Interview [ID: 97]

Nathan Russell on how the landscape approach can be a viable approach

Sceptical thoughts about the landscape approach's value added are wide spread in the community of development practitioners.

However common thinking is changing. Nathan Russell of CIAT is one example. In this short interview from the floor of the Global Landscapes Forum he explains where his perception becomes more distinct, where he is beginning to see the usefulness as well as its ultimate limits.

Criminals that made big money from illegal timber trade could not be expected to sit around a table, says Nathan Russell, head of corporate communications at the Centre for Tropical Agriculture Research.

Video

Nathan Russell | CIAT

Nathan Russell on how the landscape approach can be a viable approach. Jan 2015

Sceptical thoughts about the landscape approach’s value added are wide spread in the community of development practitioners. However common thinking is changing. Nathan Russell of CIAT is one example. In this short interview from the floor of the Global Landscapes Forum he explains where his perception becomes more distinct, where he is beginning to see the usefulness as well as its ultimate limits.

Transcript

Nathan Russell: A couple of years ago when the Global Landscape Forum began, I consider myself to have been one of the sceptics. I thought “How can you really relate to landscapes? It is so general, it sounds so trivial. When I think of landscaping I think of mowing the lawn and working in the garden.” Two years later, as a result of working with people like Deborah (Bossio), I think I am starting to get it and I am finding myself more and more convinced that this is a viable approach. I see examples in CIAT’s work that show that it can be a viable approach. So I am going to stick around a little longer and see how it all works out.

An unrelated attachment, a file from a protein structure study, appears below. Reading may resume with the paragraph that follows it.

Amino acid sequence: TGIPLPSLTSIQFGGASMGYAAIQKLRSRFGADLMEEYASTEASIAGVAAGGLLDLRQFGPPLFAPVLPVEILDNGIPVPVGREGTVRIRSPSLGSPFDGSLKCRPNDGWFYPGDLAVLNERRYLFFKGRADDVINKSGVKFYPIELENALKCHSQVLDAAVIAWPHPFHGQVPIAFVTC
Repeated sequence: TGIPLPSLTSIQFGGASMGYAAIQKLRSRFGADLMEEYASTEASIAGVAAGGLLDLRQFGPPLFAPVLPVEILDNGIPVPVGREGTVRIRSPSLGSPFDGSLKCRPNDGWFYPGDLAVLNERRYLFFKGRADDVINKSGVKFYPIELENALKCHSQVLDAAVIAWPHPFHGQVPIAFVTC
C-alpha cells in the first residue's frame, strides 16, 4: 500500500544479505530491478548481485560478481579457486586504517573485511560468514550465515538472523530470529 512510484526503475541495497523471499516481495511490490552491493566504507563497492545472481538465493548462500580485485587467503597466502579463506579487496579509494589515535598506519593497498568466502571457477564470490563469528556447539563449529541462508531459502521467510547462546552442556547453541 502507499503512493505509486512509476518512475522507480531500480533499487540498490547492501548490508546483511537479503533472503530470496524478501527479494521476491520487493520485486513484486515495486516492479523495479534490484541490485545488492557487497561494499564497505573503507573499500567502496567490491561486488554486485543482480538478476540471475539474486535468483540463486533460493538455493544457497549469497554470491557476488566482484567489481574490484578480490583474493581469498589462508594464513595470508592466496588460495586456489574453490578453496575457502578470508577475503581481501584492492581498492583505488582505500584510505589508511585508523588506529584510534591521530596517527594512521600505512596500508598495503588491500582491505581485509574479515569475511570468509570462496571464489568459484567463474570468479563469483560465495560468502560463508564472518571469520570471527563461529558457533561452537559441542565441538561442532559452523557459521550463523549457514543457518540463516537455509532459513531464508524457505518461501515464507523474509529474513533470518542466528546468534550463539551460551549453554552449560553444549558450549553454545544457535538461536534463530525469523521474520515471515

Pascal Corbé (Secretariat): Where could this approach be applied?

Nathan Russell: We are seeing a lot of examples in this meeting today. We heard about an example from Kenya. I visited a site where the landscape approach has been applied here in Peru. There is a lot of potential to scale it up. I saw one watershed in the coastal region of Peru. There are 53 watersheds. So right there you have got scope for scaling up.

What I do not get is how much does it depend on the kind of landscape you’re talking about. Today we were talking about classic situations in which we have downstream and users of water and other ecosystem services, and you have upstream people whose activities affect those resources. Then, if you are talking about flat watersheds in an area like the Amazon basin, is the landscape approach as relevant there? Can it accomplish as much there? Can you be as successful bringing the people together there, where you have violence, drug mafias, illegal timber mafias? It is rather hard to imagine those people sitting around the table with farmers and others reaching some kind of amicable deal. They have got guns. They are killing people.

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